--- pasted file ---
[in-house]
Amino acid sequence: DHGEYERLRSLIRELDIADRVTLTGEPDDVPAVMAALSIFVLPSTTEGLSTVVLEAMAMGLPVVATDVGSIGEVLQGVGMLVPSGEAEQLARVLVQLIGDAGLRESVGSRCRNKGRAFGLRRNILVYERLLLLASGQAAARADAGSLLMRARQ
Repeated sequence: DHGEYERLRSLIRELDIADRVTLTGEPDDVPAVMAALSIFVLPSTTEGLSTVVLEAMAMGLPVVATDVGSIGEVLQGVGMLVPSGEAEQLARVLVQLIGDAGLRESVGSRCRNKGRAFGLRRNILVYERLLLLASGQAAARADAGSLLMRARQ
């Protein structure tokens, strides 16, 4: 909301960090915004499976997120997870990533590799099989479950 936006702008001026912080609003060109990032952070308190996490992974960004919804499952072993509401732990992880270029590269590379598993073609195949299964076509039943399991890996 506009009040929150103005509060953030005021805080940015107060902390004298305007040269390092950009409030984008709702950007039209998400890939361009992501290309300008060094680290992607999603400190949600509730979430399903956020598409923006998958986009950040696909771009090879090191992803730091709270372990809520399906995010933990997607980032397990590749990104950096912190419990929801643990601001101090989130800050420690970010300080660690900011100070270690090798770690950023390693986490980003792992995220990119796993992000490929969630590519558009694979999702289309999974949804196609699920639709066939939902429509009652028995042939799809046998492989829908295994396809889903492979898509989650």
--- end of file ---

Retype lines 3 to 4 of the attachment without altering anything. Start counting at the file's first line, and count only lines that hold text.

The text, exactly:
Repeated sequence: DHGEYERLRSLIRELDIADRVTLTGEPDDVPAVMAALSIFVLPSTTEGLSTVVLEAMAMGLPVVATDVGSIGEVLQGVGMLVPSGEAEQLARVLVQLIGDAGLRESVGSRCRNKGRAFGLRRNILVYERLLLLASGQAAARADAGSLLMRARQ
């Protein structure tokens, strides 16, 4: 909301960090915004499976997120997870990533590799099989479950 936006702008001026912080609003060109990032952070308190996490992974960004919804499952072993509401732990992880270029590269590379598993073609195949299964076509039943399991890996 506009009040929150103005509060953030005021805080940015107060902390004298305007040269390092950009409030984008709702950007039209998400890939361009992501290309300008060094680290992607999603400190949600509730979430399903956020598409923006998958986009950040696909771009090879090191992803730091709270372990809520399906995010933990997607980032397990590749990104950096912190419990929801643990601001101090989130800050420690970010300080660690900011100070270690090798770690950023390693986490980003792992995220990119796993992000490929969630590519558009694979999702289309999974949804196609699920639709066939939902429509009652028995042939799809046998492989829908295994396809889903492979898509989650």